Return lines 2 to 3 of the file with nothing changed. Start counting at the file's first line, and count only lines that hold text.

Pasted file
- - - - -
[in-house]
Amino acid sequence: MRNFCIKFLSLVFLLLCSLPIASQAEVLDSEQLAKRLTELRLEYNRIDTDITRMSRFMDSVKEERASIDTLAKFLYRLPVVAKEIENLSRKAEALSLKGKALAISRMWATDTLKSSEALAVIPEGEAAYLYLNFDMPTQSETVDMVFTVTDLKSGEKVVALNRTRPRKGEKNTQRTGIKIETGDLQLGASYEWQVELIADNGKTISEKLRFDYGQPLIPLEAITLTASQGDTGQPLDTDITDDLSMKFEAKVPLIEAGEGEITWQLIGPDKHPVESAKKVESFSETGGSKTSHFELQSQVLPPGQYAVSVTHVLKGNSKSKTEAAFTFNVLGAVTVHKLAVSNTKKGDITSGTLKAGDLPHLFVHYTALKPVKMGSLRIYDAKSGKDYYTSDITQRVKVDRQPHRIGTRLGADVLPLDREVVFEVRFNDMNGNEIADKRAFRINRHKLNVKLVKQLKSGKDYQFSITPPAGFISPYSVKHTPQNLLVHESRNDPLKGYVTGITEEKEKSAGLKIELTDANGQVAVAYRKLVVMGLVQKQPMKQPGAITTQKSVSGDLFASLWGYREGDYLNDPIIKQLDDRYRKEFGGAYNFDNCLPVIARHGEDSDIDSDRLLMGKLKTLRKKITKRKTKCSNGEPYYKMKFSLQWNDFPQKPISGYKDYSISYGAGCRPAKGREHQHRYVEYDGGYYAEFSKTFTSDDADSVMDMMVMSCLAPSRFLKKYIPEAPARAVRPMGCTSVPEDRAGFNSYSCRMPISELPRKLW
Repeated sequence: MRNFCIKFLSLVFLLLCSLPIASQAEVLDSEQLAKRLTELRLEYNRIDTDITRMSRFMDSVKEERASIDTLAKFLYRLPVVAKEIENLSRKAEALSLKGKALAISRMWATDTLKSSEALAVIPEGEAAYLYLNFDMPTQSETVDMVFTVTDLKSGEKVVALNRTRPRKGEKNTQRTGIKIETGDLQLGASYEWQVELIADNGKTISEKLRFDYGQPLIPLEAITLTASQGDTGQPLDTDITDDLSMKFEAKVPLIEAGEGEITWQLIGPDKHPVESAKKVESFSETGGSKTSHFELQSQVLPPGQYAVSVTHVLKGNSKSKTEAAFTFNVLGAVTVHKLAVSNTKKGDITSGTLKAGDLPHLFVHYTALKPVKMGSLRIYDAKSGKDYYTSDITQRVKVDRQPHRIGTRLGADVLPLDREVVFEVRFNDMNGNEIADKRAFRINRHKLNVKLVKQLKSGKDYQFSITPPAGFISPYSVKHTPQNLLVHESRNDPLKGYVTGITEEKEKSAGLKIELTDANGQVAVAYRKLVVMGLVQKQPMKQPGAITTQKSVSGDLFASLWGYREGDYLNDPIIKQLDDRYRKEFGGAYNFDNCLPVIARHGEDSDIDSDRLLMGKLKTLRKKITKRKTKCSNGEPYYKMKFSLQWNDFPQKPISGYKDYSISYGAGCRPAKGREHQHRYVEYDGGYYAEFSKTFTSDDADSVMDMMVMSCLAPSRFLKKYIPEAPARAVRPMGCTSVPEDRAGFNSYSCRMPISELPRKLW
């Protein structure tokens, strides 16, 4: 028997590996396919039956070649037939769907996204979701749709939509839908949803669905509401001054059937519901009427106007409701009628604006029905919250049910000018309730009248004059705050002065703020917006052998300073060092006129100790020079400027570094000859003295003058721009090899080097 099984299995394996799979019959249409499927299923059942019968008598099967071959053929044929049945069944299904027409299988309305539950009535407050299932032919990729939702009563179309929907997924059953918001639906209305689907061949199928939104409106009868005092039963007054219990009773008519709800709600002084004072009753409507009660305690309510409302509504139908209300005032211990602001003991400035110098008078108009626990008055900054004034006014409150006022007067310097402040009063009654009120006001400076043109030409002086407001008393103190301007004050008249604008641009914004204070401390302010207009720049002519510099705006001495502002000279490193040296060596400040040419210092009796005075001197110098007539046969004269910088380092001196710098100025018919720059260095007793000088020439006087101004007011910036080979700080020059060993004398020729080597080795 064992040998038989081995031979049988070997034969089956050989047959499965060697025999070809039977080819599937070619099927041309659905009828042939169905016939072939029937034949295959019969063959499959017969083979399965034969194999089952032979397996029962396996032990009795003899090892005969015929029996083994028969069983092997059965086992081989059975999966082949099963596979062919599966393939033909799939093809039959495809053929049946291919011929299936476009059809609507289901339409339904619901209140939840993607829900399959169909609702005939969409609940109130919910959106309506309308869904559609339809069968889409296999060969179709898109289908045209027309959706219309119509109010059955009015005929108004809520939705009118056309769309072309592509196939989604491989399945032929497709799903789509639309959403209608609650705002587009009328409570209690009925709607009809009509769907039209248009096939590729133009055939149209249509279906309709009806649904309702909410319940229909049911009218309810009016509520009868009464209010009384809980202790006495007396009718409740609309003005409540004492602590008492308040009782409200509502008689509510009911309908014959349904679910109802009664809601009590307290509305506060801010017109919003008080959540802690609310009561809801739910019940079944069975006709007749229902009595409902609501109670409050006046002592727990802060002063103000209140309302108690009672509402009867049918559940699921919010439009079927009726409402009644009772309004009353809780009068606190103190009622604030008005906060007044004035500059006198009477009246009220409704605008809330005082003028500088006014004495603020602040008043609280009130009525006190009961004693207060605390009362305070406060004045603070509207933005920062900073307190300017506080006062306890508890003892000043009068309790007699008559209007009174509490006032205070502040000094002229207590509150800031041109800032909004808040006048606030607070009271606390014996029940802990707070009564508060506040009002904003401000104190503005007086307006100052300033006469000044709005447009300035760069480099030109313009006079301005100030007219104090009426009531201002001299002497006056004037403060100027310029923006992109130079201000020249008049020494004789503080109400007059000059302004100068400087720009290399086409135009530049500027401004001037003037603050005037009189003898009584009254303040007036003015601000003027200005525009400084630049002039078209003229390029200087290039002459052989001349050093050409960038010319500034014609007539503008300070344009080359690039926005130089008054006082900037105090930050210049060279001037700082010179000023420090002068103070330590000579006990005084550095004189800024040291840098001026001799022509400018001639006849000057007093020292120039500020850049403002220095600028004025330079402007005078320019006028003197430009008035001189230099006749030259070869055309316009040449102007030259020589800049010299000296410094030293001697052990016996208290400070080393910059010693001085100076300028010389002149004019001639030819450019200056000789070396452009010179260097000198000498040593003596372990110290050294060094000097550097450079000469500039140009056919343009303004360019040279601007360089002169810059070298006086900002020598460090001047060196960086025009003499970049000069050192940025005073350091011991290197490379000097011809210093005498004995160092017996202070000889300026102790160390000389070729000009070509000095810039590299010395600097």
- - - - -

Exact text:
Amino acid sequence: MRNFCIKFLSLVFLLLCSLPIASQAEVLDSEQLAKRLTELRLEYNRIDTDITRMSRFMDSVKEERASIDTLAKFLYRLPVVAKEIENLSRKAEALSLKGKALAISRMWATDTLKSSEALAVIPEGEAAYLYLNFDMPTQSETVDMVFTVTDLKSGEKVVALNRTRPRKGEKNTQRTGIKIETGDLQLGASYEWQVELIADNGKTISEKLRFDYGQPLIPLEAITLTASQGDTGQPLDTDITDDLSMKFEAKVPLIEAGEGEITWQLIGPDKHPVESAKKVESFSETGGSKTSHFELQSQVLPPGQYAVSVTHVLKGNSKSKTEAAFTFNVLGAVTVHKLAVSNTKKGDITSGTLKAGDLPHLFVHYTALKPVKMGSLRIYDAKSGKDYYTSDITQRVKVDRQPHRIGTRLGADVLPLDREVVFEVRFNDMNGNEIADKRAFRINRHKLNVKLVKQLKSGKDYQFSITPPAGFISPYSVKHTPQNLLVHESRNDPLKGYVTGITEEKEKSAGLKIELTDANGQVAVAYRKLVVMGLVQKQPMKQPGAITTQKSVSGDLFASLWGYREGDYLNDPIIKQLDDRYRKEFGGAYNFDNCLPVIARHGEDSDIDSDRLLMGKLKTLRKKITKRKTKCSNGEPYYKMKFSLQWNDFPQKPISGYKDYSISYGAGCRPAKGREHQHRYVEYDGGYYAEFSKTFTSDDADSVMDMMVMSCLAPSRFLKKYIPEAPARAVRPMGCTSVPEDRAGFNSYSCRMPISELPRKLW
Repeated sequence: MRNFCIKFLSLVFLLLCSLPIASQAEVLDSEQLAKRLTELRLEYNRIDTDITRMSRFMDSVKEERASIDTLAKFLYRLPVVAKEIENLSRKAEALSLKGKALAISRMWATDTLKSSEALAVIPEGEAAYLYLNFDMPTQSETVDMVFTVTDLKSGEKVVALNRTRPRKGEKNTQRTGIKIETGDLQLGASYEWQVELIADNGKTISEKLRFDYGQPLIPLEAITLTASQGDTGQPLDTDITDDLSMKFEAKVPLIEAGEGEITWQLIGPDKHPVESAKKVESFSETGGSKTSHFELQSQVLPPGQYAVSVTHVLKGNSKSKTEAAFTFNVLGAVTVHKLAVSNTKKGDITSGTLKAGDLPHLFVHYTALKPVKMGSLRIYDAKSGKDYYTSDITQRVKVDRQPHRIGTRLGADVLPLDREVVFEVRFNDMNGNEIADKRAFRINRHKLNVKLVKQLKSGKDYQFSITPPAGFISPYSVKHTPQNLLVHESRNDPLKGYVTGITEEKEKSAGLKIELTDANGQVAVAYRKLVVMGLVQKQPMKQPGAITTQKSVSGDLFASLWGYREGDYLNDPIIKQLDDRYRKEFGGAYNFDNCLPVIARHGEDSDIDSDRLLMGKLKTLRKKITKRKTKCSNGEPYYKMKFSLQWNDFPQKPISGYKDYSISYGAGCRPAKGREHQHRYVEYDGGYYAEFSKTFTSDDADSVMDMMVMSCLAPSRFLKKYIPEAPARAVRPMGCTSVPEDRAGFNSYSCRMPISELPRKLW